I'm fairly confident that the amount of interest hasn't changed, it has just shifted. There will always be interest, in my opinion. The main thing that has changed, however, is that since the interest of many cars (and in this case serious projects) has shifted from those with money to those without money, the amount of money the new interested parties are willing to pay has steeply been reduced. It's more of a drastic market correction.

The "I want it Now!" generation has even more to do with it IMO. People can't wait two to five years for a restoration, go to an auction buy what you want then flip it in a year or so when it is time to move on. Bob 

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While there is probably some truth to want it now generation generalization, I think West is more on the mark. The middle class today often has less "disposable income" than it did say 25 - 40 years ago. And at the same time even a largely owner done old car "fix up " {as opposed to a true restoration because we all know how much that would cost} has become quite a bit more expensive. Something has to give and from my point of view it seems there are fewer middle class people involved with middle class hobby cars. The interest is seemingly still there it's just the shop space, tools ,  and basic old car expenses that are limiting involvement.  All the car cruise ins Cars and Coffee, shows seem to be as popular as ever,  But without a ongoing hobby project the people then don't develop the old car hobby skills as it  rarely comes from other life activities anymore { nobody fixes things much anymore} .  The high end seems as buoyant as ever, its the formerly mass participation middle that seems to be aging out of existence.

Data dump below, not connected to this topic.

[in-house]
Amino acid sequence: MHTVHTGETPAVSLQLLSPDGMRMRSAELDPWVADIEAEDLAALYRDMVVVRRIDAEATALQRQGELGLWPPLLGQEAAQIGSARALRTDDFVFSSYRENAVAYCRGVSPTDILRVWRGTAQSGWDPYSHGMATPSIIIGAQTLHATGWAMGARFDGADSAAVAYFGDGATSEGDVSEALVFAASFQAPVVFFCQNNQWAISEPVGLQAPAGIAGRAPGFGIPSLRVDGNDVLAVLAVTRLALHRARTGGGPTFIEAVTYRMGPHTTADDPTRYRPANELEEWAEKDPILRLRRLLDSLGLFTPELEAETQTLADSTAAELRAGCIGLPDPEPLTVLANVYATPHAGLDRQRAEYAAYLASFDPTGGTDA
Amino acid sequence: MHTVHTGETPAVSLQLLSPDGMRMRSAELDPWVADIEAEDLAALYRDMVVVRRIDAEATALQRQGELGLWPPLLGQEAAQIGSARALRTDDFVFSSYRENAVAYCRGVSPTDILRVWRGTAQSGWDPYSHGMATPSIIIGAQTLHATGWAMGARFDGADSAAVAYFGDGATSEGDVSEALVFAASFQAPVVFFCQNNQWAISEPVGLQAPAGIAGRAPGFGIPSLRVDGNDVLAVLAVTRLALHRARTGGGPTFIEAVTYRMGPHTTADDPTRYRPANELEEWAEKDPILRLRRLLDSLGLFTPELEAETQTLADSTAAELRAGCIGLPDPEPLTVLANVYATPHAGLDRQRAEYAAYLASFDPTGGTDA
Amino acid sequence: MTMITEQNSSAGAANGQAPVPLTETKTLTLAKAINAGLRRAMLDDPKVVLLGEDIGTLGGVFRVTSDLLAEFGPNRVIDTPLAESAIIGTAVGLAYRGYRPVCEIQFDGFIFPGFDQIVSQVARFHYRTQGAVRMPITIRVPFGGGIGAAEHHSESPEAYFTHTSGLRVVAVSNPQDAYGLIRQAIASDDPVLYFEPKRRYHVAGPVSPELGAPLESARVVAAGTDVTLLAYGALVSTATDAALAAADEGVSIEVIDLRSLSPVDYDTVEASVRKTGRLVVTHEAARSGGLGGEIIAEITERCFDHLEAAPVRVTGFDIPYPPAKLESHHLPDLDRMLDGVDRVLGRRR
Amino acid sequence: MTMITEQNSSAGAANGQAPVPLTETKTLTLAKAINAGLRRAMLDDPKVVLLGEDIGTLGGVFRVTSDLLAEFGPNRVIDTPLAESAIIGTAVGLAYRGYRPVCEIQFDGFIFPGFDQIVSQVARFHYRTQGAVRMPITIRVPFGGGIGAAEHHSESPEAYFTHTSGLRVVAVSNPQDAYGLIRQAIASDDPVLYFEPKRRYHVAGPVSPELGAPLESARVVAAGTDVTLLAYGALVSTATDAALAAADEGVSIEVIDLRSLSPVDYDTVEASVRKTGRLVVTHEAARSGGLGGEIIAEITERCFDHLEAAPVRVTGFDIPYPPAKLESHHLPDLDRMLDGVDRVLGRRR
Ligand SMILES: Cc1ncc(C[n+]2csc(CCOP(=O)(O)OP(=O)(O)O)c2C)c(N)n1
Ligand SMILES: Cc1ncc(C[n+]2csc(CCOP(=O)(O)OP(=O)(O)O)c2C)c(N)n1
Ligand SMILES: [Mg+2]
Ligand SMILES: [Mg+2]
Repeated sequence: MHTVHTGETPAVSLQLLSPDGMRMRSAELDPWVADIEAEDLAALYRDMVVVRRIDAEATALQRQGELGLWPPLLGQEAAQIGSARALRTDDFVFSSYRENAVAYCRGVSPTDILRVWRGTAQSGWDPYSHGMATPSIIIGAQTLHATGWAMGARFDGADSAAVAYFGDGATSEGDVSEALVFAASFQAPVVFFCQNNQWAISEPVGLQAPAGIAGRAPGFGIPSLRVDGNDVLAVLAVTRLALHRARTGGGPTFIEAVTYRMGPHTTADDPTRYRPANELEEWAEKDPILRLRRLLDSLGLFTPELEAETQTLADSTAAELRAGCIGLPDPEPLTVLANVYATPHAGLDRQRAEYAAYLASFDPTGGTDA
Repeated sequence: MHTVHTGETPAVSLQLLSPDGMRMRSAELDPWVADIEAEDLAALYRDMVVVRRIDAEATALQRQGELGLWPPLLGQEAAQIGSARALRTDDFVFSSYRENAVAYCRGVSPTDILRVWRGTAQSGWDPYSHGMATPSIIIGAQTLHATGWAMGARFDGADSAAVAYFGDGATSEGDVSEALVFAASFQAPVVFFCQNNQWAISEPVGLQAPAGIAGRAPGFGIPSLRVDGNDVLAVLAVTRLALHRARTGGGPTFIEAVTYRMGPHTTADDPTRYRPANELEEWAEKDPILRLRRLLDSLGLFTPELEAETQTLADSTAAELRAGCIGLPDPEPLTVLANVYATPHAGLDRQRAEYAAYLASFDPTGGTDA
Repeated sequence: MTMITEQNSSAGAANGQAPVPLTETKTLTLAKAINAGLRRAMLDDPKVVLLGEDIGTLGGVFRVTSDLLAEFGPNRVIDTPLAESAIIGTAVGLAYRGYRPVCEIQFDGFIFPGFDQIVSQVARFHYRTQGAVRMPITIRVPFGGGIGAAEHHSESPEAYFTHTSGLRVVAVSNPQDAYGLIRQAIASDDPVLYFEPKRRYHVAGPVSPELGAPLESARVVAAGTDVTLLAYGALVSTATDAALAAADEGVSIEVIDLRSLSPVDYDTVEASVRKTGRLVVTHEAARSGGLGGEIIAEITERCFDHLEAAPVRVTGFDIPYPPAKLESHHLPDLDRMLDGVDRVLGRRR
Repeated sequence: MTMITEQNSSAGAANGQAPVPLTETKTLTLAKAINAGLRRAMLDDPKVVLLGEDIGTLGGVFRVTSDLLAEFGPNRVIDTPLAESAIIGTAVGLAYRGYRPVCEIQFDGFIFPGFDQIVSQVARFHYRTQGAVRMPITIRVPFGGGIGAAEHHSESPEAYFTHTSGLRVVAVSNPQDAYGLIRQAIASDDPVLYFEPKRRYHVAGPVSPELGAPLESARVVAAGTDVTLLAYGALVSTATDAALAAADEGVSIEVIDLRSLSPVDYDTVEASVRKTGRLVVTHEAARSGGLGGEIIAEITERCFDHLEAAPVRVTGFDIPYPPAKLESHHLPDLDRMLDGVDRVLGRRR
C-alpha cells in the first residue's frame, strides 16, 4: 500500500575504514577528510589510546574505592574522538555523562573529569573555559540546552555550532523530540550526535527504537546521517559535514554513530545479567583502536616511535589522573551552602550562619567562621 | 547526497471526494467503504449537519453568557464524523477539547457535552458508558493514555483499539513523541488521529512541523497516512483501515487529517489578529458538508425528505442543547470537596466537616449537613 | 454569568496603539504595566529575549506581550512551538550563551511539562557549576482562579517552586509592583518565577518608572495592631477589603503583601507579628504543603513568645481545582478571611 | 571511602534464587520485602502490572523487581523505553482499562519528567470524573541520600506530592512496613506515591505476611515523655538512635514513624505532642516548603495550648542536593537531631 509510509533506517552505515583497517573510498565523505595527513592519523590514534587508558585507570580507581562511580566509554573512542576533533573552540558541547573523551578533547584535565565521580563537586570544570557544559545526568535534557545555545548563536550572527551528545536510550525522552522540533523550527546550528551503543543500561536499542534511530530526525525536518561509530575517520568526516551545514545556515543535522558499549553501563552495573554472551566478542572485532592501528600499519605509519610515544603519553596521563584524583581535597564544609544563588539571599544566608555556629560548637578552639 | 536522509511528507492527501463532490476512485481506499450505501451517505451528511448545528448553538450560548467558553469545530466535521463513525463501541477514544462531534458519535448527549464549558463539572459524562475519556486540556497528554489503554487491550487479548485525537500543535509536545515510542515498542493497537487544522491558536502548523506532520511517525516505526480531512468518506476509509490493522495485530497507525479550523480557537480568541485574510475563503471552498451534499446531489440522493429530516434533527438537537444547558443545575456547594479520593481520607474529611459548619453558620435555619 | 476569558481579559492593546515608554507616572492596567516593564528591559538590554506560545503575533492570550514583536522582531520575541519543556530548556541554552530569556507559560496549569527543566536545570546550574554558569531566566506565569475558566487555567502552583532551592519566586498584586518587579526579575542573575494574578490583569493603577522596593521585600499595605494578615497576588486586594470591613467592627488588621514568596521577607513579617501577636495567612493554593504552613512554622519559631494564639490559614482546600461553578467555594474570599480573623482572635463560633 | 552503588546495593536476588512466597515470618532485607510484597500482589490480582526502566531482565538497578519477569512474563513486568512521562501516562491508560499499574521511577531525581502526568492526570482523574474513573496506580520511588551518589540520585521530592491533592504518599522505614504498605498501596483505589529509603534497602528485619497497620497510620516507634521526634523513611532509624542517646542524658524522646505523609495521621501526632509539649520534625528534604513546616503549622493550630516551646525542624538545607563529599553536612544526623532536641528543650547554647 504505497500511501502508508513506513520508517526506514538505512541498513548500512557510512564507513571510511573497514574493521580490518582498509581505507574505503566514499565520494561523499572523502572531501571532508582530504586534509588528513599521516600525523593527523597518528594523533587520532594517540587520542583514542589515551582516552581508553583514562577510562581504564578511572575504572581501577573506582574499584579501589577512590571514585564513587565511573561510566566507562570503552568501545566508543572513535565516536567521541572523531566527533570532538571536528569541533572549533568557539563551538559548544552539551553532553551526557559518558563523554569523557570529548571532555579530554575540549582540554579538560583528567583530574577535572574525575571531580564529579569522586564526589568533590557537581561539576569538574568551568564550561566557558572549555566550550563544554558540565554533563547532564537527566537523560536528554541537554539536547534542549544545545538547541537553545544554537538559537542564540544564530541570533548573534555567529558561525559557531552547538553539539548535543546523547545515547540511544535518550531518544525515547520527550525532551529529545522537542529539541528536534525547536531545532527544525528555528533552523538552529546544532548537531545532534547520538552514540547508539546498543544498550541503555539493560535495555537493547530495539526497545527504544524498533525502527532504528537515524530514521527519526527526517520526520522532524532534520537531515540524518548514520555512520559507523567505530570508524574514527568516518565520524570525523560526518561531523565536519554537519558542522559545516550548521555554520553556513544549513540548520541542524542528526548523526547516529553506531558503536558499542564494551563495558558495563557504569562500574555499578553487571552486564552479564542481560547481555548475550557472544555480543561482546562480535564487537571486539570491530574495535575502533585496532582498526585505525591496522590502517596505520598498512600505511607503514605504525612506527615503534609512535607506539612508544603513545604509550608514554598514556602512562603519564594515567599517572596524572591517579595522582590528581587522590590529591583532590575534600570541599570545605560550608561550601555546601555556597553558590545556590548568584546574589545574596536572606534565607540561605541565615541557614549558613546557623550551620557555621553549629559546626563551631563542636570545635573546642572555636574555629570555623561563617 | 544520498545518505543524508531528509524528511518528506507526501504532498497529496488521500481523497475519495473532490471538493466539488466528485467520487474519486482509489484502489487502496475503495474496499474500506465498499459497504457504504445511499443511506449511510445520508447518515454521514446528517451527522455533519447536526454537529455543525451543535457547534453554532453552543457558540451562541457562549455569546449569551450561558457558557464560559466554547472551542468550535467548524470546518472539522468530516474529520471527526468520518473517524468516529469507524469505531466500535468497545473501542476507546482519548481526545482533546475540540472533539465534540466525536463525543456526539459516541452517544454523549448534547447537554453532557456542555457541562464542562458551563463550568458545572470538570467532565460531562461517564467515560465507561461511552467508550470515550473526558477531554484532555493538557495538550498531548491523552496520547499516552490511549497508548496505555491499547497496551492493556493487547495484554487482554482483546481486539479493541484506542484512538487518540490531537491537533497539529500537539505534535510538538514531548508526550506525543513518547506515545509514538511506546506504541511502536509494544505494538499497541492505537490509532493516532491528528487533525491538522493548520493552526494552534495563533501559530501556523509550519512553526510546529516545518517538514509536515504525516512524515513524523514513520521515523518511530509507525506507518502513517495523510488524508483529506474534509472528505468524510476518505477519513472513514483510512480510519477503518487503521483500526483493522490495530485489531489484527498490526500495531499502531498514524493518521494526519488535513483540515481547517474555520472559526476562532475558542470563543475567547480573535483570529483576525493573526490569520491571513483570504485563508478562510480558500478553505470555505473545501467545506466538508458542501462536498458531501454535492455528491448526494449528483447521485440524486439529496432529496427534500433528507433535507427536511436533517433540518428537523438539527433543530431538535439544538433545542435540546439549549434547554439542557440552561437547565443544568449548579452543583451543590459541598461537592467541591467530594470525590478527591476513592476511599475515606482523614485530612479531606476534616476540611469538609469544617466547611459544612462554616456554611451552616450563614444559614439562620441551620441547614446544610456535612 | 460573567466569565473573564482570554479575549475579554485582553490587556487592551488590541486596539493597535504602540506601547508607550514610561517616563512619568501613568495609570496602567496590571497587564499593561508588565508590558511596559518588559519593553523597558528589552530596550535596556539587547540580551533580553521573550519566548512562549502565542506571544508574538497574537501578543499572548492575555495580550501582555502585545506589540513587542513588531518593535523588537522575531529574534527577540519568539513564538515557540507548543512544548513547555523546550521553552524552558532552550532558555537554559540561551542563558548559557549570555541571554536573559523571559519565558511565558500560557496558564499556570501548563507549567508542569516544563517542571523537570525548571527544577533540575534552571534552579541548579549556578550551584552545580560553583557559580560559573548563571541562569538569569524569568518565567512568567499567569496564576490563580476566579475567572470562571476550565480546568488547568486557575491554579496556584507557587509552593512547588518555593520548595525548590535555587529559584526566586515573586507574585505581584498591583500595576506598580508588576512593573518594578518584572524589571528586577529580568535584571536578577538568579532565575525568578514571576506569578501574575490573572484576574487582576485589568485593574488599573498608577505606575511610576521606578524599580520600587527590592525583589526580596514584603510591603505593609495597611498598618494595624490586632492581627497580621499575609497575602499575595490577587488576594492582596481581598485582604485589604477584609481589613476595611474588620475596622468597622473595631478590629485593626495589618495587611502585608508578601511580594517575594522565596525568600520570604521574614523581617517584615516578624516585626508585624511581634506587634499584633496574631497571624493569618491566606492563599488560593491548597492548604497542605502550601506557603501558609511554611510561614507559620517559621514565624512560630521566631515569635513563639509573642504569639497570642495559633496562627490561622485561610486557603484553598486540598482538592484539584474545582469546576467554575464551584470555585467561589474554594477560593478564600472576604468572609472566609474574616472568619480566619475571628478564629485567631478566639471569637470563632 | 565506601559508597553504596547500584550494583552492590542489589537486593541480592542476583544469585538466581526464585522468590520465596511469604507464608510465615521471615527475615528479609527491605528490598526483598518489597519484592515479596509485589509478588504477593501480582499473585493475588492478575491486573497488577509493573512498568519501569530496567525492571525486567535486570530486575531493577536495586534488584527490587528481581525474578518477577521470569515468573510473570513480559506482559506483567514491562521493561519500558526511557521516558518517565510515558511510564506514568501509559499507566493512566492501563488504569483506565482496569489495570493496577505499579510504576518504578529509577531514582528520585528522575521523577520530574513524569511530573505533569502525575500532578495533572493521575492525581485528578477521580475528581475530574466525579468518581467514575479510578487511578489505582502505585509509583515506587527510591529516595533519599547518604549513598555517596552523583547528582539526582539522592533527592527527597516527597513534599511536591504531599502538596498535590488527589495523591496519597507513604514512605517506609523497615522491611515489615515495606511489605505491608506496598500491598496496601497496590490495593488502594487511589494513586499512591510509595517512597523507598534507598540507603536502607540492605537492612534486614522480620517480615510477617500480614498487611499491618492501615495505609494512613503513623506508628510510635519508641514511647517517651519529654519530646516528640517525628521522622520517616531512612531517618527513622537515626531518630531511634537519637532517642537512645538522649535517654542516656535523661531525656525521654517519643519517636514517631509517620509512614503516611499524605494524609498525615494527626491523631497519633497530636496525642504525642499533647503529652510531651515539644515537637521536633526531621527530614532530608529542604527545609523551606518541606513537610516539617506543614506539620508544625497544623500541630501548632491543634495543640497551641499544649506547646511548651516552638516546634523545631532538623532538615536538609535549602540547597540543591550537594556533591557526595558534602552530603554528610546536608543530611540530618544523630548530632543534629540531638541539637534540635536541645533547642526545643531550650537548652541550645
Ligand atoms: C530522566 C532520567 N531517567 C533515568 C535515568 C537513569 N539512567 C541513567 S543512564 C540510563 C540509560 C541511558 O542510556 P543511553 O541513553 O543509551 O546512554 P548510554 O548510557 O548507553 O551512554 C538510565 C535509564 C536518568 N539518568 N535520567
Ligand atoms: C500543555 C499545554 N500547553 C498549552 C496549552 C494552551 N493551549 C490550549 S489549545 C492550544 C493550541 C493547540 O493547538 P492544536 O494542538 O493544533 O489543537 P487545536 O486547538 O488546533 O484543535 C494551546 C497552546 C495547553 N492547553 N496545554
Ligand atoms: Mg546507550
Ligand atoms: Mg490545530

Greg in Canada

 

Greg in Canada

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On 2/1/2019 at 5:40 PM, Dave Fields said:

The paper ledger you posted shows a 6 diget number that I cannot read on my phone. You typed in a 5 digit number.

 The serial # is 495398 - I posted incorrectly 

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I love your car! I can't believe some of the low numbers that some are throwing out. It looks like a solid car to me, what does the odometer read? A bit of the car's history could fill in some of the blanks. Try to resist doing anything with it until you at least find out if the engine is free. If it isn't free put some penetrant down the plug holes, and try to free it up. I can't imagine this car-solid with a free rotating engine, and some history, being worth less then $9-11k. I would love to have it in my garage!

Do some research-tell us a story, we love a good story. Search out the Nash club, maybe there is a chapter close by. Ask questions, find out how many might have survived. Try to resist low ball offers. If nobody steps forward  with an offer you can't resist, wait until spring and put it on Ebay. Then contact us, to let us know that it's there. Who knows some of us may be willing to bid for it.-Bill